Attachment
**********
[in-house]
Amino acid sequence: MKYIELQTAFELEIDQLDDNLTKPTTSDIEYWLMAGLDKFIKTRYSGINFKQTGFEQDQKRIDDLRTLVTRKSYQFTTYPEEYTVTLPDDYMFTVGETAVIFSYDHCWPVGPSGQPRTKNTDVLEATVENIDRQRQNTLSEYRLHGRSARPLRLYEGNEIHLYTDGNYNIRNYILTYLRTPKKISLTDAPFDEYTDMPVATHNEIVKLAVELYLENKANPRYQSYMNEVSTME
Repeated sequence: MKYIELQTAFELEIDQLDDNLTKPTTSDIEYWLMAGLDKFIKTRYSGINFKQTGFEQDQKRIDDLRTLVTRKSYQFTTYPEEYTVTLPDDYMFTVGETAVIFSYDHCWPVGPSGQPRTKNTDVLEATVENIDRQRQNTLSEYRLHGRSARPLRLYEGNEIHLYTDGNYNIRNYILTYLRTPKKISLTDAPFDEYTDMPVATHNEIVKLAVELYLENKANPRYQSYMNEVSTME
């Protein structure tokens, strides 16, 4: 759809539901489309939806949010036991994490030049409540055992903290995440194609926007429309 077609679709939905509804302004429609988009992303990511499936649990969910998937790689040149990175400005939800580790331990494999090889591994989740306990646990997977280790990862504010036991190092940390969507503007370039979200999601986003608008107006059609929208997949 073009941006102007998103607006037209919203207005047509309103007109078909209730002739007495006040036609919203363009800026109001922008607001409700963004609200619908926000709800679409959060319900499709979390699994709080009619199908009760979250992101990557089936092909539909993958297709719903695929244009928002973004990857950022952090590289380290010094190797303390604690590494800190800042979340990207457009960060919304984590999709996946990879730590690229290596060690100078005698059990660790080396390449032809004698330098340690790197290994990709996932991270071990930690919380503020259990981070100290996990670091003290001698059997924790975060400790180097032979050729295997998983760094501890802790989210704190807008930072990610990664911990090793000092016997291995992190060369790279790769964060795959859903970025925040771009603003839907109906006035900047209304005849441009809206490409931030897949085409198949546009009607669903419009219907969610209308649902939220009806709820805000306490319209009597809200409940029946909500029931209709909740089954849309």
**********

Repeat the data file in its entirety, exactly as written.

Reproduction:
[in-house]
Amino acid sequence: MKYIELQTAFELEIDQLDDNLTKPTTSDIEYWLMAGLDKFIKTRYSGINFKQTGFEQDQKRIDDLRTLVTRKSYQFTTYPEEYTVTLPDDYMFTVGETAVIFSYDHCWPVGPSGQPRTKNTDVLEATVENIDRQRQNTLSEYRLHGRSARPLRLYEGNEIHLYTDGNYNIRNYILTYLRTPKKISLTDAPFDEYTDMPVATHNEIVKLAVELYLENKANPRYQSYMNEVSTME
Repeated sequence: MKYIELQTAFELEIDQLDDNLTKPTTSDIEYWLMAGLDKFIKTRYSGINFKQTGFEQDQKRIDDLRTLVTRKSYQFTTYPEEYTVTLPDDYMFTVGETAVIFSYDHCWPVGPSGQPRTKNTDVLEATVENIDRQRQNTLSEYRLHGRSARPLRLYEGNEIHLYTDGNYNIRNYILTYLRTPKKISLTDAPFDEYTDMPVATHNEIVKLAVELYLENKANPRYQSYMNEVSTME
């Protein structure tokens, strides 16, 4: 759809539901489309939806949010036991994490030049409540055992903290995440194609926007429309 077609679709939905509804302004429609988009992303990511499936649990969910998937790689040149990175400005939800580790331990494999090889591994989740306990646990997977280790990862504010036991190092940390969507503007370039979200999601986003608008107006059609929208997949 073009941006102007998103607006037209919203207005047509309103007109078909209730002739007495006040036609919203363009800026109001922008607001409700963004609200619908926000709800679409959060319900499709979390699994709080009619199908009760979250992101990557089936092909539909993958297709719903695929244009928002973004990857950022952090590289380290010094190797303390604690590494800190800042979340990207457009960060919304984590999709996946990879730590690229290596060690100078005698059990660790080396390449032809004698330098340690790197290994990709996932991270071990930690919380503020259990981070100290996990670091003290001698059997924790975060400790180097032979050729295997998983760094501890802790989210704190807008930072990610990664911990090793000092016997291995992190060369790279790769964060795959859903970025925040771009603003839907109906006035900047209304005849441009809206490409931030897949085409198949546009009607669903419009219907969610209308649902939220009806709820805000306490319209009597809200409940029946909500029931209709909740089954849309």